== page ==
Federal budget disappoints on universal pharmacare
Lauren Vogel | CMAJ | March 20, 2019

The Trudeau government announced support for a national drug agency and formulary, but not a national pharmacare program.

The 2019 federal budget lays the groundwork for universal pharmacare but stops short of commitments to a specific national plan. The budget also earmarks funds to address the opioid crisis, dementia and suicide prevention, among other health investments.

As a first step toward a national pharmacare program, the Trudeau government announced $35 million over four years, starting in 2019, to create a national drug agency. The new agency will assess the effectiveness of prescription drugs, negotiate prices on behalf of Canada’s drug plans, and develop a national formulary. To improve access to high-cost drugs for rare diseases, the government will also invest up to $1 billion over two years, starting in 2020, and $500 million a year thereafter.

These investments mark a “paradigm shift in the right direction,” says Steve Morgan, a professor in the faculty of medicine at the University of British Columbia. “The risk is that they are small steps and it’s relatively slow progress at the end of this mandate of the government.”

Canadians pay some of the highest drug prices in the world, with brand-name medicines costing an average 20% more in Canada than in peer countries. Canada’s patchwork of public and private drugs plans is part of the problem, says Morgan. “The most effective way to negotiate is through a national agency that buys on behalf of all purchasers in the system.”

According to Dr. Danielle Martin, vice-president of Women’s College Hospital, a national drug agency and formulary are “core and crucial” to support a national pharmacare plan. On their own, however, “these are necessary but not sufficient steps.”

“In the absence of a true pharmacare commitment in the budget, we’re now heading for a pharmacare election,” Martin says.

At a press conference, Finance Minister Bill Morneau said a pharmacare program can’t be created overnight and Canadians will have to “stay tuned” for more details.

It’s now looking like the government will hold off on announcing a plan until it receives the final recommendations of the Advisory Council on the Implementation of National Pharmacare in June. With a fall election on the horizon, “it would appear they’re setting this up as essentially platform material,” says Morgan.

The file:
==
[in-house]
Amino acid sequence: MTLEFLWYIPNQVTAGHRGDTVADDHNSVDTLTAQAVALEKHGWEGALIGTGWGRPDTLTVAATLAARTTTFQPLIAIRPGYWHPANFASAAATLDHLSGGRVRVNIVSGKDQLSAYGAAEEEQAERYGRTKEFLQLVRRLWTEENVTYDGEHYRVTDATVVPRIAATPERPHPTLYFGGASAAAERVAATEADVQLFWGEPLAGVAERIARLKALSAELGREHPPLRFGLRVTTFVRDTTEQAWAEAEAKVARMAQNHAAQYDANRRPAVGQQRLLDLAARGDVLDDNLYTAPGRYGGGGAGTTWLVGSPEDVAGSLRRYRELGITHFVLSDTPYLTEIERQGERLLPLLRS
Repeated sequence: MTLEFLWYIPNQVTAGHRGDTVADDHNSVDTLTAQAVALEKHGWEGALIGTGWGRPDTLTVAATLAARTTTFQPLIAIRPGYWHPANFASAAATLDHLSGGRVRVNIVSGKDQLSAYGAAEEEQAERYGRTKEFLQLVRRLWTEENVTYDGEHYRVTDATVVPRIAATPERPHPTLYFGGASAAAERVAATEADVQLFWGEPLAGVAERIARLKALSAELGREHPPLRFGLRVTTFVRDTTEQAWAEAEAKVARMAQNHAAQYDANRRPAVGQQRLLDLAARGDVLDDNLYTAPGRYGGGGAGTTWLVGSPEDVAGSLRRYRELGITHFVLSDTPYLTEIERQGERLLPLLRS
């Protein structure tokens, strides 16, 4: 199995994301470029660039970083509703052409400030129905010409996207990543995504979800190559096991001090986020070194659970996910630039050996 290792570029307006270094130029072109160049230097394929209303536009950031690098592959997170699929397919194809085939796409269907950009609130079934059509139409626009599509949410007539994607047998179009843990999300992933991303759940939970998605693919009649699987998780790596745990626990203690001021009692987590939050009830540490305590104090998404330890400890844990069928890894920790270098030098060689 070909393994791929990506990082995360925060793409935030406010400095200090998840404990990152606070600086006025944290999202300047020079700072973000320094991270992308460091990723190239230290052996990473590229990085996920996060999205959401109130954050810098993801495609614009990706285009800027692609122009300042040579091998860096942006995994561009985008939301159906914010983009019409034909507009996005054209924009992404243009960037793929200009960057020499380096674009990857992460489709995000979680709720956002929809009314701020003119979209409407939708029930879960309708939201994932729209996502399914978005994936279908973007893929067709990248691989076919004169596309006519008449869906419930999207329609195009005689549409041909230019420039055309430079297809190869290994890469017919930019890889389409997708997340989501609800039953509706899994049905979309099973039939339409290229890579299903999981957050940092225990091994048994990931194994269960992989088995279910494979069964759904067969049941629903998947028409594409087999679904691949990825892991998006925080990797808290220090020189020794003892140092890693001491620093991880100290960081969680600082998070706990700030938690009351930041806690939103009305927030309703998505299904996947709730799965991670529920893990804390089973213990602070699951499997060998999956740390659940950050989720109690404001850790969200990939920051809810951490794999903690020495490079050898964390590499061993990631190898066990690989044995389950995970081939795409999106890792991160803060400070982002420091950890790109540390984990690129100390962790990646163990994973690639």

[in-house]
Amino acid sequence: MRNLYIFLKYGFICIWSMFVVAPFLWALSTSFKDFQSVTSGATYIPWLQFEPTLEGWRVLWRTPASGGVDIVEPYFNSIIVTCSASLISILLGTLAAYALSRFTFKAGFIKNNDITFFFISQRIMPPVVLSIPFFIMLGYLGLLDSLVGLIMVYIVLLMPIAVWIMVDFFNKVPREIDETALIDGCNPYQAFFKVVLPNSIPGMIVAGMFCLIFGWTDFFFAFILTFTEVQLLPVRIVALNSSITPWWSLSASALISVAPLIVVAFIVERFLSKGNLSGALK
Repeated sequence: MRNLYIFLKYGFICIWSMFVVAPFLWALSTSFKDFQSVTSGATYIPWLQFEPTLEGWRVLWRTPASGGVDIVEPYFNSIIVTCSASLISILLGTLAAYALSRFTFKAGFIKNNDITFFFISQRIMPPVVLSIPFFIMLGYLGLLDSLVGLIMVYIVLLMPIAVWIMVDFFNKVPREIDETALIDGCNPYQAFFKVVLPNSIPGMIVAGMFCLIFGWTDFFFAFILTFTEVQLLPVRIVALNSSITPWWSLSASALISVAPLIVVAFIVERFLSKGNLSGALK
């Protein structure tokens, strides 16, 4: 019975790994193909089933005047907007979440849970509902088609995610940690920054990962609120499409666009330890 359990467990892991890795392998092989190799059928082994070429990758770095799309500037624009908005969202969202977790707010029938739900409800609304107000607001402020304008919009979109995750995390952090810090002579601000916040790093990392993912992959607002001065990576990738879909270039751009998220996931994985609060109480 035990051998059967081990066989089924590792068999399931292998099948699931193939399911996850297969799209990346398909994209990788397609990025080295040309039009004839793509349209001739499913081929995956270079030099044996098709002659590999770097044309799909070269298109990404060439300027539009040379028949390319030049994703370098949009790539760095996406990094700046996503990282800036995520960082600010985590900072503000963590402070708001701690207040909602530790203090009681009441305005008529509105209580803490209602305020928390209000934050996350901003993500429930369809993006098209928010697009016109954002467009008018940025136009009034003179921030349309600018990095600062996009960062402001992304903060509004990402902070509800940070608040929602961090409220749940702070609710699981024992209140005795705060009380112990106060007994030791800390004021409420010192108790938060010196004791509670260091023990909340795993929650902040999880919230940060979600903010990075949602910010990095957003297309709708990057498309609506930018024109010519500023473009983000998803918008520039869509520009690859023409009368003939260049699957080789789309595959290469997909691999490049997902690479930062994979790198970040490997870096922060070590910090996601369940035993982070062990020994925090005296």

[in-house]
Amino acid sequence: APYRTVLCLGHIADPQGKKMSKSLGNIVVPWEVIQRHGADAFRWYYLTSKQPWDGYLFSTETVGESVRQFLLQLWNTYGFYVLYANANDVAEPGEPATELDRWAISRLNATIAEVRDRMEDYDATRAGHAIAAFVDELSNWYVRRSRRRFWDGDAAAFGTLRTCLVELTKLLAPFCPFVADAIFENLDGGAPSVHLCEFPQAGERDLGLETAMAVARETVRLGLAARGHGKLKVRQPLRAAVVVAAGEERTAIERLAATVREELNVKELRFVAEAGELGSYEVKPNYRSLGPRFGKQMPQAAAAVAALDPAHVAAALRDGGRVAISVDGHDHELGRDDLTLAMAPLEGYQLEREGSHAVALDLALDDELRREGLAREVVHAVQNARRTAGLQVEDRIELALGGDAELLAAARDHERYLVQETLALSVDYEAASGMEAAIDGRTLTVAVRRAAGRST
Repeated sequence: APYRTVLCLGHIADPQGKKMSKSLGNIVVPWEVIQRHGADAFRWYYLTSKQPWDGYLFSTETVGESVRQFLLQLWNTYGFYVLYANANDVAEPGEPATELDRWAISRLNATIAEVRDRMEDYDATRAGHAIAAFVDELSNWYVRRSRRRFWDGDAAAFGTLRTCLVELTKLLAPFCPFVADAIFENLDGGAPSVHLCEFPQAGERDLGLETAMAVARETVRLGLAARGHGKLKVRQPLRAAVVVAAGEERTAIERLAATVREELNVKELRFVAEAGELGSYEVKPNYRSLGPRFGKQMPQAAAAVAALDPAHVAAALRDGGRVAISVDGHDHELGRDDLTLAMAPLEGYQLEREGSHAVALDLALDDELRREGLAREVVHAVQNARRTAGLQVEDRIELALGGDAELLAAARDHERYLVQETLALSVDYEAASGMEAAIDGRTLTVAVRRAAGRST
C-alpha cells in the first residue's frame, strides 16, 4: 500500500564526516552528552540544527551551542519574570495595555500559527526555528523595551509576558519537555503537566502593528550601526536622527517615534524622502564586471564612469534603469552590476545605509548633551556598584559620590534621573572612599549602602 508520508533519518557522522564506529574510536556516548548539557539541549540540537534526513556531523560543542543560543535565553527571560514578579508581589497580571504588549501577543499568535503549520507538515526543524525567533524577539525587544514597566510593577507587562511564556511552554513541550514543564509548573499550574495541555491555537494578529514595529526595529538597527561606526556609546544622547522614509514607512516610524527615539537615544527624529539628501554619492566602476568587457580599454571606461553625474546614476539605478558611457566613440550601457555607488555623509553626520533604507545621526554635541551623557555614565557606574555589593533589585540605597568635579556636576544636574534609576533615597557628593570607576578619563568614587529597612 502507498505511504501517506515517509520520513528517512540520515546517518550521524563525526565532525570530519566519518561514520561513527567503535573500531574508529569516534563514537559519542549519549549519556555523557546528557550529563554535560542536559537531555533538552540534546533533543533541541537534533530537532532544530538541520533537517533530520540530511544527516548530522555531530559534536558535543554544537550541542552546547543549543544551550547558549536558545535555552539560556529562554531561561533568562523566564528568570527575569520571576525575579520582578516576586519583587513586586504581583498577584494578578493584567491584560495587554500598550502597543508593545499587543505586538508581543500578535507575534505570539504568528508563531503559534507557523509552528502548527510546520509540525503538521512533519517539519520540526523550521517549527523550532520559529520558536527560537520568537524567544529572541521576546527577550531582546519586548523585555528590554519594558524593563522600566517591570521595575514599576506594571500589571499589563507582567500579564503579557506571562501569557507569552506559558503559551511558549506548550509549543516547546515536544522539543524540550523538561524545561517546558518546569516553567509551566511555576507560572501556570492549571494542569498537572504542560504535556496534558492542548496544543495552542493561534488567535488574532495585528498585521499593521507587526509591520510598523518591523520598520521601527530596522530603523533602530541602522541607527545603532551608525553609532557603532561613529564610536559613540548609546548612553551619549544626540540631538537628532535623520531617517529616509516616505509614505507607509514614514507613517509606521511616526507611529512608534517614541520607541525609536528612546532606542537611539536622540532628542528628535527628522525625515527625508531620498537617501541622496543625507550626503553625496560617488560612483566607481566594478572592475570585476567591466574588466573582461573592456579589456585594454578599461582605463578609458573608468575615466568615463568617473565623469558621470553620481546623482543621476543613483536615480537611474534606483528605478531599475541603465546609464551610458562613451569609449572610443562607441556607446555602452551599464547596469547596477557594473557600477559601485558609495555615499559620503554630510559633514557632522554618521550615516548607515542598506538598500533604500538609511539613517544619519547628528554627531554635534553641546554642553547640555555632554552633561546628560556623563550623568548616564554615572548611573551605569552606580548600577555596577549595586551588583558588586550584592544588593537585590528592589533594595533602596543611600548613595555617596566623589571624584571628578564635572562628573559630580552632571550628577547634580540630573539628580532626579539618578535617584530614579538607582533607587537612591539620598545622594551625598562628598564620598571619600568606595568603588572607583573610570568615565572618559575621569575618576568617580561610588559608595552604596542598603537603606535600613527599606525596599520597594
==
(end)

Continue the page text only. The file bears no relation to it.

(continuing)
It’s a high stakes gamble. “Certainly, the election has a possibility to wreak havoc with this kind of policy,” Morgan says. “If the Conservatives are elected into the federal government, the hopes of an evidence-based national pharmacare program are lost, because they’ve consistently opposed that kind of plan for the 22 years I’ve studied this file.”

Other key health investments in the budget include:

  • $134.4 million over five years to improve food security;
  • $30.5 million over five years for harm reduction and treatment programs to reduce opioid deaths;
  • $50 million to the Public Health Agency of Canada to support a national dementia strategy;
  • $36.5 million over five years to Health Canada to develop a pan-Canadian data and performance system for organ donation and transplantation;
  • Expanded tax relief for people experiencing infertility, using assisted reproduction methods, accessing multidisciplinary heath care services, or purchasing certain foot care devices;
  • $25 million over five years to support a pan-Canadian, bilingual suicide prevention service;
  • $2.4 million over three years for research into reducing barriers to blood plasma donation;
  • $12 million over three years to support employment for people with autism;
  • $13.7 million over five years to improve the accessibility of government workplaces.

Photo credit: daoleduc/iStock

 

 

 


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